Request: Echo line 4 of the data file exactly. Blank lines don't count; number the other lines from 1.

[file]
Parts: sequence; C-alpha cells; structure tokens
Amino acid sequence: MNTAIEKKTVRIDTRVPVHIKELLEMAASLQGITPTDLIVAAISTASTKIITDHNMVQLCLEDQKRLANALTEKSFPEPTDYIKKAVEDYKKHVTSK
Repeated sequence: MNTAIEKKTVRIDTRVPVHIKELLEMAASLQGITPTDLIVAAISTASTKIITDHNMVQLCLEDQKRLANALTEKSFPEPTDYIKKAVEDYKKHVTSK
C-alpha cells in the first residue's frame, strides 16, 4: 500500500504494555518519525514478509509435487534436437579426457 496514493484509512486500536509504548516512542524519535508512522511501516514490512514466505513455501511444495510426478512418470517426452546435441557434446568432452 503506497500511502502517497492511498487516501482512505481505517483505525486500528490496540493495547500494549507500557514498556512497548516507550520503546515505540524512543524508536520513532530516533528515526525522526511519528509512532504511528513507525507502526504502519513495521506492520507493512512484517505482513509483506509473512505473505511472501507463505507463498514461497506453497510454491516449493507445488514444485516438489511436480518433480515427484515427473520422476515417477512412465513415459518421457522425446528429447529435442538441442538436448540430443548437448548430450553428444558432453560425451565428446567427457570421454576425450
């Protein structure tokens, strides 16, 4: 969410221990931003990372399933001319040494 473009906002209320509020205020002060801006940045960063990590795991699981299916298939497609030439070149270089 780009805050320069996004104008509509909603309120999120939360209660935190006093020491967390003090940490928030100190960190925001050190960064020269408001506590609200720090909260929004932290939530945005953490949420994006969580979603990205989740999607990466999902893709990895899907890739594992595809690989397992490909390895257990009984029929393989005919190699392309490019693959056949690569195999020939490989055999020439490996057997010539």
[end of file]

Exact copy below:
C-alpha cells in the first residue's frame, strides 16, 4: 500500500504494555518519525514478509509435487534436437579426457 496514493484509512486500536509504548516512542524519535508512522511501516514490512514466505513455501511444495510426478512418470517426452546435441557434446568432452 503506497500511502502517497492511498487516501482512505481505517483505525486500528490496540493495547500494549507500557514498556512497548516507550520503546515505540524512543524508536520513532530516533528515526525522526511519528509512532504511528513507525507502526504502519513495521506492520507493512512484517505482513509483506509473512505473505511472501507463505507463498514461497506453497510454491516449493507445488514444485516438489511436480518433480515427484515427473520422476515417477512412465513415459518421457522425446528429447529435442538441442538436448540430443548437448548430450553428444558432453560425451565428446567427457570421454576425450